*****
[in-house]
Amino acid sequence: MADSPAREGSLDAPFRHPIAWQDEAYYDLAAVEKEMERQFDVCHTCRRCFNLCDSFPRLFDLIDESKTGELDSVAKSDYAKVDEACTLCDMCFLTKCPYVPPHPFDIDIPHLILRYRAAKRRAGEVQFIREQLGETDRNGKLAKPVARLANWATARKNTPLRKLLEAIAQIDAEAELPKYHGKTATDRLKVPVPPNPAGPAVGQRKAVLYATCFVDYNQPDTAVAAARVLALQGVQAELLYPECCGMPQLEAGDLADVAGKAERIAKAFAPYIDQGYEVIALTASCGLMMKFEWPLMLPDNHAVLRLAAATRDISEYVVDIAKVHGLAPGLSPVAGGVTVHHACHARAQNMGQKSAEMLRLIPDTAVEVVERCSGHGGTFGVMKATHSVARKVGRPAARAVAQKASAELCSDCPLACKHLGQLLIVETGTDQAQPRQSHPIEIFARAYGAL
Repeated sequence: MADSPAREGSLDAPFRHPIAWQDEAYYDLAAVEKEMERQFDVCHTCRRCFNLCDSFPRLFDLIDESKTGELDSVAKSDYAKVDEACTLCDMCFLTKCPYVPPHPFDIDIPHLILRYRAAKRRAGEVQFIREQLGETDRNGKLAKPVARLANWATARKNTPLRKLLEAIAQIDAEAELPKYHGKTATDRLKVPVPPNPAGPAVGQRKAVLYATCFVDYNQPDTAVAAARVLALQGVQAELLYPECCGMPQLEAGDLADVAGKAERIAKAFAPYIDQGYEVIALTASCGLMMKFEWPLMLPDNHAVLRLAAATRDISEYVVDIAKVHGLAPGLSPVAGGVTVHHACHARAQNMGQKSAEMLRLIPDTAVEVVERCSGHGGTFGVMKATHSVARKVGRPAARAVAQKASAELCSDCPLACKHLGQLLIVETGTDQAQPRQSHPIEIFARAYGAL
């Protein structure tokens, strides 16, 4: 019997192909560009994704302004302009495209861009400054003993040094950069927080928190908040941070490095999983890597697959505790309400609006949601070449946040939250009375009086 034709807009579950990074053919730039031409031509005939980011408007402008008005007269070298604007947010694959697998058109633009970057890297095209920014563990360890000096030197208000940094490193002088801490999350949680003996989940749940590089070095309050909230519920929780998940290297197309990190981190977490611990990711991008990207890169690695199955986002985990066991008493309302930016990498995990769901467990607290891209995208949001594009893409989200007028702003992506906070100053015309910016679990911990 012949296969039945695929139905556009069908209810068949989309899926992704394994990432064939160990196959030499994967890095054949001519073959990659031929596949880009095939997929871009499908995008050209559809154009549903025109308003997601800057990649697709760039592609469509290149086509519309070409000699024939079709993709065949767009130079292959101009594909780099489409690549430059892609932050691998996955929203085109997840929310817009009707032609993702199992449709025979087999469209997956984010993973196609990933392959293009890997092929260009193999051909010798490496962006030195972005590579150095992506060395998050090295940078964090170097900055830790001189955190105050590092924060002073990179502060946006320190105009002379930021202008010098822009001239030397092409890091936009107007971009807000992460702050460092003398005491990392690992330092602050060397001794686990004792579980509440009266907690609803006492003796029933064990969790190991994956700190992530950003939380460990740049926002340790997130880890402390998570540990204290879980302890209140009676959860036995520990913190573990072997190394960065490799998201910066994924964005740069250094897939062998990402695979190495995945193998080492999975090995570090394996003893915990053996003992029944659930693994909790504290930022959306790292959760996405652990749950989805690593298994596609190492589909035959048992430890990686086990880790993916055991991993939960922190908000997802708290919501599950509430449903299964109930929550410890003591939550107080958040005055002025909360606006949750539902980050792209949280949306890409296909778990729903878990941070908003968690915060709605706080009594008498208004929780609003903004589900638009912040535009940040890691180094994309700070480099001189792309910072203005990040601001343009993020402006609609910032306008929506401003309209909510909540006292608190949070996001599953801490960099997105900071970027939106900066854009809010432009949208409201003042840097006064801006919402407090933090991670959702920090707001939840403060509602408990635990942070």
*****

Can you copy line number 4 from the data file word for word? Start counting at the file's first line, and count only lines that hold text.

């Protein structure tokens, strides 16, 4: 019997192909560009994704302004302009495209861009400054003993040094950069927080928190908040941070490095999983890597697959505790309400609006949601070449946040939250009375009086 034709807009579950990074053919730039031409031509005939980011408007402008008005007269070298604007947010694959697998058109633009970057890297095209920014563990360890000096030197208000940094490193002088801490999350949680003996989940749940590089070095309050909230519920929780998940290297197309990190981190977490611990990711991008990207890169690695199955986002985990066991008493309302930016990498995990769901467990607290891209995208949001594009893409989200007028702003992506906070100053015309910016679990911990 012949296969039945695929139905556009069908209810068949989309899926992704394994990432064939160990196959030499994967890095054949001519073959990659031929596949880009095939997929871009499908995008050209559809154009549903025109308003997601800057990649697709760039592609469509290149086509519309070409000699024939079709993709065949767009130079292959101009594909780099489409690549430059892609932050691998996955929203085109997840929310817009009707032609993702199992449709025979087999469209997956984010993973196609990933392959293009890997092929260009193999051909010798490496962006030195972005590579150095992506060395998050090295940078964090170097900055830790001189955190105050590092924060002073990179502060946006320190105009002379930021202008010098822009001239030397092409890091936009107007971009807000992460702050460092003398005491990392690992330092602050060397001794686990004792579980509440009266907690609803006492003796029933064990969790190991994956700190992530950003939380460990740049926002340790997130880890402390998570540990204290879980302890209140009676959860036995520990913190573990072997190394960065490799998201910066994924964005740069250094897939062998990402695979190495995945193998080492999975090995570090394996003893915990053996003992029944659930693994909790504290930022959306790292959760996405652990749950989805690593298994596609190492589909035959048992430890990686086990880790993916055991991993939960922190908000997802708290919501599950509430449903299964109930929550410890003591939550107080958040005055002025909360606006949750539902980050792209949280949306890409296909778990729903878990941070908003968690915060709605706080009594008498208004929780609003903004589900638009912040535009940040890691180094994309700070480099001189792309910072203005990040601001343009993020402006609609910032306008929506401003309209909510909540006292608190949070996001599953801490960099997105900071970027939106900066854009809010432009949208409201003042840097006064801006919402407090933090991670959702920090707001939840403060509602408990635990942070």